In the “Well, d’uh” category, read this article “State-of-the-art education software often doesn’t help students learn more, study finds“.
I’m sure that you can guess the content of the story without even heading over and reading it, although it would be a shame if you didn’t. The article is focused on adaptive learning software at the university level but the observations and conclusions are appropriate for every level of education that provides software to students. We’ve all read the claims about increased performance and results. We have people pitching the story that “if you just buy this piece of software, your mathematics scores will go through the roof”.
Mathematics is particularly relevant here in Ontario. But, on the same level, or perhaps even more fashionable is coding. Or, just pick any subject area and look at the claims.
Or, if we could just go 1:1 or implement a BYOD, we’d be there.
If only it was that simple. If only it could be done. Heck, computers and technology and supportive software have been in the school system for over 30 years. You’d think it would be a universal truth if it really worked.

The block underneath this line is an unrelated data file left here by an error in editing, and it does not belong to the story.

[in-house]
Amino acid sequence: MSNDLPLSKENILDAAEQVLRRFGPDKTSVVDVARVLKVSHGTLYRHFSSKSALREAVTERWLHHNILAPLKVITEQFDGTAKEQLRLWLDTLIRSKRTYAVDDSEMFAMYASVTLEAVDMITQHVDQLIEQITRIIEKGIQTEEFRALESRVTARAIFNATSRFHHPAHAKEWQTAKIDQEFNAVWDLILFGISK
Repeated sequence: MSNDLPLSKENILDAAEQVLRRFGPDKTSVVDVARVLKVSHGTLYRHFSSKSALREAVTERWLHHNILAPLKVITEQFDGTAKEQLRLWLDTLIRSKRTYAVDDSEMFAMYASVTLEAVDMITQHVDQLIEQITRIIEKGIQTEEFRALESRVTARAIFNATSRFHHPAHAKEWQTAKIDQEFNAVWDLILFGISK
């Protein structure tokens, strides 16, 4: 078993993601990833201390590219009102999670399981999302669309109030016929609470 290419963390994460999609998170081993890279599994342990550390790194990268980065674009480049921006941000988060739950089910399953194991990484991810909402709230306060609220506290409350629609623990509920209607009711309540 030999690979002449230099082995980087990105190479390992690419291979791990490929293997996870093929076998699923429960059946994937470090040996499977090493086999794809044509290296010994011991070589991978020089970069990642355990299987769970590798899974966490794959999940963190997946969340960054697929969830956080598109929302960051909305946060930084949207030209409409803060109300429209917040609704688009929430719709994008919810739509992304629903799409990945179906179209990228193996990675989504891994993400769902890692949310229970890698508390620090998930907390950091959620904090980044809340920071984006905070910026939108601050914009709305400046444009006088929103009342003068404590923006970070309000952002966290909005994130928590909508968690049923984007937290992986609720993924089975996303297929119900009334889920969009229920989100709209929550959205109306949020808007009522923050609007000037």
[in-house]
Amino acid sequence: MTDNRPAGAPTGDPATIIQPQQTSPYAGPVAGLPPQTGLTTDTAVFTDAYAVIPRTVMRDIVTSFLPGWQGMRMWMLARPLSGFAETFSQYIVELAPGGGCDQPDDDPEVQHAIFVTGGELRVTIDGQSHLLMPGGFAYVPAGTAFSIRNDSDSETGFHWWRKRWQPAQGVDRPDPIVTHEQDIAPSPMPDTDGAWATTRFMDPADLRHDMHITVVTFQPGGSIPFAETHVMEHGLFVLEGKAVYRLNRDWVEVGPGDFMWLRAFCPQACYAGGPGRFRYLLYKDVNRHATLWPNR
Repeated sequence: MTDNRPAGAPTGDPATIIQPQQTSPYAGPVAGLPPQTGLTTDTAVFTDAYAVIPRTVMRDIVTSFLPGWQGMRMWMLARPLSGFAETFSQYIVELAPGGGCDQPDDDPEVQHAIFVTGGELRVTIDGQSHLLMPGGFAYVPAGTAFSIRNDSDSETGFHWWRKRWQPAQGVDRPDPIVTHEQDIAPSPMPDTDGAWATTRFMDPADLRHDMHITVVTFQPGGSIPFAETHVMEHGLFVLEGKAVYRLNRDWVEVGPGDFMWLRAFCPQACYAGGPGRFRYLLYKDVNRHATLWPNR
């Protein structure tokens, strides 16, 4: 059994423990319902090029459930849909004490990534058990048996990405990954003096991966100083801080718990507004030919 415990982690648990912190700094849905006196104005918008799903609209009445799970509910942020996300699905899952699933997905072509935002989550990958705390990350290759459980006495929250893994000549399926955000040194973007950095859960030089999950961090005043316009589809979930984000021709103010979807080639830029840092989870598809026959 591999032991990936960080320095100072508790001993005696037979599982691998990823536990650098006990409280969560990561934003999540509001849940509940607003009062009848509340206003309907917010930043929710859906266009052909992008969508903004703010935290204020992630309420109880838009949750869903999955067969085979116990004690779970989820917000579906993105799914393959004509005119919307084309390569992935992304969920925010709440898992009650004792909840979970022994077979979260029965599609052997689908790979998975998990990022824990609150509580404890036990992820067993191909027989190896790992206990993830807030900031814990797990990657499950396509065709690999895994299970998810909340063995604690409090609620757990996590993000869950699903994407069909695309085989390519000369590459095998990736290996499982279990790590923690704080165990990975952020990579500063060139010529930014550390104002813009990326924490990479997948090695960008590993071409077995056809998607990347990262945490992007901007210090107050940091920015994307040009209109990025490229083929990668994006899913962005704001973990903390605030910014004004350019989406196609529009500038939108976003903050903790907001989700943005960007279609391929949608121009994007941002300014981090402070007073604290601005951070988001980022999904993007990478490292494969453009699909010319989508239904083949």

There, indeed, as been shown improvement in some areas. Technology and the software have delivered on the promise but not on the all-encompassing level.
Where does it succeed?
Where doesn’t it succeed?
When you have a teacher who knows her stuff and uses the technology appropriately, you can see fantastic results. When you see a teacher who isn’t at the same level of enthusiasm or has other ways to teach the same material, technology doesn’t deliver.
It isn’t the teacher’s fault. Take a look at those who make the decisions and buy the gear. They have a computer bent, by nature, and often make the decision based on what they can do and how they learn or what they’ve read.
Does it really work in real life? There are more variables than simply buying a tablet with a piece of software and casting it on the system. If only the same level of implementation used for things like teaching how to do report cards was used for teaching/learning in the classroom, maybe there would be better success.
Ask any athlete how they achieved their success and the answer will be “practice, practice, practice – and a good, concerned, supportive coach”. If a continual process of learning how to teach with technology isn’t in place, how can you expect the same results?
There are two lessons highlighted in the article. For any school system at any level, those two need to be considered and answered.
What can you do to address them?